Last week, I took part in a panel discussion organized by Revolution Truth, along with David Remes, the attorney for a number of Guantánamo prisoners, which was presented by the activist Tangerine Bolen, with her co-host Pamela Sue Taylor.
The show, entitled, “GTMO, The Rule of Law and the NDAA,” lasted a little over an hour, and is available here as an MP3. A description of the show is here, and I’ve also posted it below as a YouTube video, which has just been made available today.
This was a fascinating show, and it was great to spend an hour on a show with Tangerine, who I got to know through her work at Revolution Truth, and her role as a plaintiff in the case brought by herself, Chris Hedges and others against the US government regarding the mandatory military custody provisions for alleged terror suspects that is contained in last year’s National Defense Authorization Act (NDAA). This led to a memorable victory in a US courtroom earlier this year, which I wrote about in my article, Why Does the Government So Desperately Want Indefinite Detention for Terror Suspects?
In the show, David and I had the opportunity to explain in depth the story of Guantánamo past, present and future, and also to talk about the death of Adnan Latif, a Yemeni, and one of David’s clients, who died in Guantánamo three months ago, despite having been cleared for release repeatedly — by a military review board under the Bush administration, by President Obama’s Guantánamo Review Task Force, and by a US judge — although that latter decision was overturned by a disgraceful panel of appeals court judges, and, just three months before his death, when offered an opportunity to deal with his case (and that of six other Guantánamo prisoners), the Supreme Court refused to intervene.
Adnan Latif was failed by all three branches of the US government, and it can only be hoped that his death will lead to renewed demands for the prison’s closure, especially as my friend and colleague Jason Leopold continues to keep his story in the public eye, most recently, with David’s help (as he discussed during the show), in an article entitled, Latif Letter About Guantanamo Speaks From the Grave: “I Am Being Pushed Toward Death Every Moment.”
There is much more in the show — including discussion of the NDAA — and I hope you can find the time to listen to it, but as we approach the 11th anniversary of the prison’s opening, on January 11, 2013, those calling for the closure of the prison — and for President Obama to fulfil his promise to close it — will be holding up Adnan as an example of what is so dreadfully wrong at Guantánamo, when cleared prisoners like him are dying, despite having been cleared for release.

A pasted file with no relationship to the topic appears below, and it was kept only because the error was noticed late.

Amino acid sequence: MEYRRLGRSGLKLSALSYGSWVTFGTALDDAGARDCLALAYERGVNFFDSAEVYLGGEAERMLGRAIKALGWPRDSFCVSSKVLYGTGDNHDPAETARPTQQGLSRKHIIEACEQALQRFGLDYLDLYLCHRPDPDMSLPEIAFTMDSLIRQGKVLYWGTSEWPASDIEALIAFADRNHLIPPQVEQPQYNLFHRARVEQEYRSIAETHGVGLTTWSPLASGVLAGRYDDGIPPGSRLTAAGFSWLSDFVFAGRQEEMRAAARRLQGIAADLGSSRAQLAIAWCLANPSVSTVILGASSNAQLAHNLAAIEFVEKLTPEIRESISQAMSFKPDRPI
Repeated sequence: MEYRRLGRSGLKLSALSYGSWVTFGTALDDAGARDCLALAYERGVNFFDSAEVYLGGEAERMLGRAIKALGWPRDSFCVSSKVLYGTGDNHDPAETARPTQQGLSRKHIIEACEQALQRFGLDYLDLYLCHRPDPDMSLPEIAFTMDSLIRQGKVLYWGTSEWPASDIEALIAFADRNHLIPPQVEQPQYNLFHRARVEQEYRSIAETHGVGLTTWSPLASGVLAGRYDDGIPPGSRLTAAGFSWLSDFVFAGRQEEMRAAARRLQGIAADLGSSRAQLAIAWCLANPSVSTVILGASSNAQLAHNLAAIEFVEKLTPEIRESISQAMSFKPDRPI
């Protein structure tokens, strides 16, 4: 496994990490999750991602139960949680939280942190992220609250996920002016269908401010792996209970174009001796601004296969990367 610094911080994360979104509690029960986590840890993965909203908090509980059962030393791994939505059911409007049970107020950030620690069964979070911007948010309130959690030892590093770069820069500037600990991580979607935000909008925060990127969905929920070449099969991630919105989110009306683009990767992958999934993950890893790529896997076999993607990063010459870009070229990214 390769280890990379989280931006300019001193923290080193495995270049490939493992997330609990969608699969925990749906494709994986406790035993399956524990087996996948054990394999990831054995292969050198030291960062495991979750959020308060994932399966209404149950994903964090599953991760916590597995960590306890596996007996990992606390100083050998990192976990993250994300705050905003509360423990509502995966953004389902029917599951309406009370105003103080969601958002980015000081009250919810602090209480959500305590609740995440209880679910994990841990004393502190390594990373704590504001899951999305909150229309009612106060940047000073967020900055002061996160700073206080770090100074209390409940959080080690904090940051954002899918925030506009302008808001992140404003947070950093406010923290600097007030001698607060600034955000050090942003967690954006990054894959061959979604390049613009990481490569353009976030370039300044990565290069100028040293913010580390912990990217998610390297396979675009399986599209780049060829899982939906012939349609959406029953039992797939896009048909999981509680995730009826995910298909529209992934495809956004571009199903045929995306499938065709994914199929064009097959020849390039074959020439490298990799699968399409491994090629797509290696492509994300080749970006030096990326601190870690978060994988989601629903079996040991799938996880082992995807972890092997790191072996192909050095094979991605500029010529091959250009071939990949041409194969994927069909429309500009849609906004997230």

86 other cleared prisoners are still held at Guantánamo, and it is imperative that the obstacles to their release are removed, before any of them, like Adnan Latif, die in Guantánamo without being freed. These obstacles are in Congress, where cynical lawmakers have set up obstacles designed to prevent the release of any prisoners, under any circumstances, and in President Obama’s administration, where a ban is in place on releasing any of the Yemenis who make up two-thirds of the cleared prisoners, because, three years ago, a Nigerian recruited in Yemen tired and failed to blow up a bomb in his underwear on a flight into the United States.
My thanks again to Tangerine Bolen and the team at Revolution Truth, and I hope to have an opportunity to talk on Revolution Truth again.
Andy Worthington is the author of The Guantánamo Files: The Stories of the 774 Detainees in America’s Illegal Prison (published by Pluto Press, distributed by Macmillan in the US, and available from Amazon — click on the following for the US and the UK) and of two other books: Stonehenge: Celebration and Subversion and The Battle of the Beanfield. To receive new articles in your inbox, please subscribe to my RSS feed — and I can also be found on Facebook, Twitter, Digg, Flickr (my photos) and YouTube. Also see my definitive Guantánamo prisoner list, updated in April 2012, “The Complete Guantánamo Files,” a 70-part, million-word series drawing on files released by WikiLeaks in April 2011, and details about the documentary film, “Outside the Law: Stories from Guantánamo” (co-directed by Polly Nash and Andy Worthington, and available on DVD here — or here for the US). Also see my definitive Guantánamo habeas list and the chronological list of all my articles, and please also consider joining the new “Close Guantánamo campaign,” and, if you appreciate my work, feel free to make a donation.